[REN #953] New Builds: Lumber Pipeline Runs Short as Home Prices Run High

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New Builds: Lumber Pipeline Runs Short as Home Prices Run High, Real Estate News for Investors Podcast Episode #953 Header

Lumber has become a sizzling hot commodity during the pandemic, and when commodities sizzle, so does the price tag. The cost of lumber has shot sky high since April, and that’s adding thousands on to the cost of new homes and renovations. For some, it isn’t a matter of price. It’s a matter of whether you can get the lumber you need.

In a report by Fortune, research by Random Lengths shows that lumber prices have soared 134% year-over-year due to a lumber shortage and high demand. (1) Some of that shortage has been due to sawmill shutdowns during state lockdowns to address the pandemic. That halted the amount off lumber being pumped into the pipeline, but there’s also been a surge in demand for single-family homes after lockdowns were lifted. Homeowners have also been doing a lot off renovations while they’ve been stuck at home, and that’s taking a bite out of the lumber supply.

Severe Lumber Shortage

Senior economist at Fastmarkets RISI, Dustin Jalbert, doesn’t expect it to get any better in the months ahead. He told Fortune, “This is a severe lumber shortage… Demand is hot and continues to be strong. In the next month or two, it’s going to continue to be elevated.”

He also says the lumber crunch was unexpected because the industry assumed that the pandemic would result in a housing slump, or maybe even a crash. But that hasn’t happened. Lockdowns postponed the traditional spring home-buying season, but once they were lifted, the entire industry relaunched.

We’re now seeing some of the best home sale activity since 2006. The latest report from the Census Bureau says the sale of new single-family homes rose 14% between June and July. If you compare that to the same time period last year, they are up a whopping 36%.

Strong Demand for New Homes

Some of the activity is coming from back-log of homebuyer plans that were delayed because of lockdowns. And with a limited supply of existing homes, there are more people going after new homes. Demand has also been amplified by a new desire to move to less expensive locations or larger homes with outdoor space instead of apartments. Combine all that with ultra low interest rates we’re seeing right now, a new wave of millennial first-time home buyers, and stock market gains that might help with down payments, and you’ve got a lot of motivated home buyers.

The median price for a new home in July was $330,600 which is about $22,000 dollars more than it was in July of 2019. The National Association of Homebuilders is estimating that higher lumber costs account for about $14,000 of the additional cost. The Association’s chief economist, Robert Dietz, says that for every $1,000 of extra costs for a home, there are 150,000 families who can’t afford to buy one. (2)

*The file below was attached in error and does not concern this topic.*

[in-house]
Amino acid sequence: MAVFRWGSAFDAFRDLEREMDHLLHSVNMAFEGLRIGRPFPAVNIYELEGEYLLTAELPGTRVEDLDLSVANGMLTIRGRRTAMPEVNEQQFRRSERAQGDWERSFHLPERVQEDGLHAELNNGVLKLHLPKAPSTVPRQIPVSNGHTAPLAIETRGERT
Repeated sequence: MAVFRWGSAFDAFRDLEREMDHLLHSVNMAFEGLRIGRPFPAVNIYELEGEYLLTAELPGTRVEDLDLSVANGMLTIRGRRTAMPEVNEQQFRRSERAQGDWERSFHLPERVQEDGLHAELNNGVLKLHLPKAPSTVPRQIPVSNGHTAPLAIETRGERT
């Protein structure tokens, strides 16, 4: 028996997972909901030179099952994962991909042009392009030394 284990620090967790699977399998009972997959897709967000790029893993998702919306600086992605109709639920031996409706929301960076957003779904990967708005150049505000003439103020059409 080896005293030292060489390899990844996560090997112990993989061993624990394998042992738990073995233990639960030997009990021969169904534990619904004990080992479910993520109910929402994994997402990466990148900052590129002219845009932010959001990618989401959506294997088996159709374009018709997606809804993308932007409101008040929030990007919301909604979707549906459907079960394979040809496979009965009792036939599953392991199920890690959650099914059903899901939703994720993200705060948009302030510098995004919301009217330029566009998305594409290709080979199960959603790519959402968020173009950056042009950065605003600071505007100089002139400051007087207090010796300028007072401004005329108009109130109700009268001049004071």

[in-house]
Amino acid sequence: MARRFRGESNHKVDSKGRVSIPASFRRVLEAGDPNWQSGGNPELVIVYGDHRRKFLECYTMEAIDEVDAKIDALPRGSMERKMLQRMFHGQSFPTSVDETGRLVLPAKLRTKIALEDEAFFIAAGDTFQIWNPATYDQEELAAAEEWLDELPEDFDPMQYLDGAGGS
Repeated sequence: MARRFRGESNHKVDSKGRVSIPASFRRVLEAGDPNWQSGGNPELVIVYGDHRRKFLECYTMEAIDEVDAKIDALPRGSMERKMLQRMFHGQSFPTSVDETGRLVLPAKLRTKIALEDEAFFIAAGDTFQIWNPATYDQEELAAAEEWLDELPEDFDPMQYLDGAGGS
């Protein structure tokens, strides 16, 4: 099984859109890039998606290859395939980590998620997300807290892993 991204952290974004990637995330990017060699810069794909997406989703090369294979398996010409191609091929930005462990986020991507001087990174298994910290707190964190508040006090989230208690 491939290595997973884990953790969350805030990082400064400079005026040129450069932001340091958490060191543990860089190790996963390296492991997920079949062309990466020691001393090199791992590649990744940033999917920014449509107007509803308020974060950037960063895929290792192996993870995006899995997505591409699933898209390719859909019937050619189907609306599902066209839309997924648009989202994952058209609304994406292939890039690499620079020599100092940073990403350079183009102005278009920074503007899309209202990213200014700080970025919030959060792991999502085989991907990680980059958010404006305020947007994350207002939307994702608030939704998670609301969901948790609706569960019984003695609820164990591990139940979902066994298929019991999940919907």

Trade Dispute Impact

Lumber prices have also been impacted by trade disputes between the U.S. and Canada. Back in 2017, President Trump accused the Canadian lumber industry of unfair government subsidies which make Canadian lumber inexpensive on the U.S. marketplace. The Canadian government and lumber industry officials denied that was the case, but the Trump administration imposed a 20% tariff to level the playing field.

Canada has gone to the World Trade Organization several times in connection with the dispute. The WTO just issued a decision in the most recent case saying that Canadian lumber was not being improperly subsidized. According to a report in the New York Times, Canada expects that U.S. tariffs will be lifted as a result of the decision but that’s probably not going to happen anytime soon. President Trump doesn’t have a high opinion of the WTO which he has described as a “broken” and “horrible” institution. (3)

In the meantime, builders are dealing with price spikes for lumber that may force them to renegotiate contracts. For buyers that can’t afford the additional cost, they may have to cut back on more expensive finishings like countertops and flooring, or maybe reduce the size of the home.

What does this mean for real estate investors? Higher material costs are passed on to the price of the home. This means new home prices will likely increase. So if you can buy a new home at today’s prices, you can collect cash flow on the rents today, and probably expect some appreciation on the property value as well. We are offering a free webinar series on what you need to know about buying new homes, especially when buying out of state and in some cases, sight unseen. Just visit newsforinvestors.com and click on the learn tab. If you are already a member of RealWealth, you will receive an email invite for this. And there’s a new feature on the RealWealth site for logged in members – a brand new home will be featured each day on the website.  Check it out at newsforinvestors.com

Links:

(1) Fortune Article

(2) NAHB Now Article

(3) MarketWatch Article

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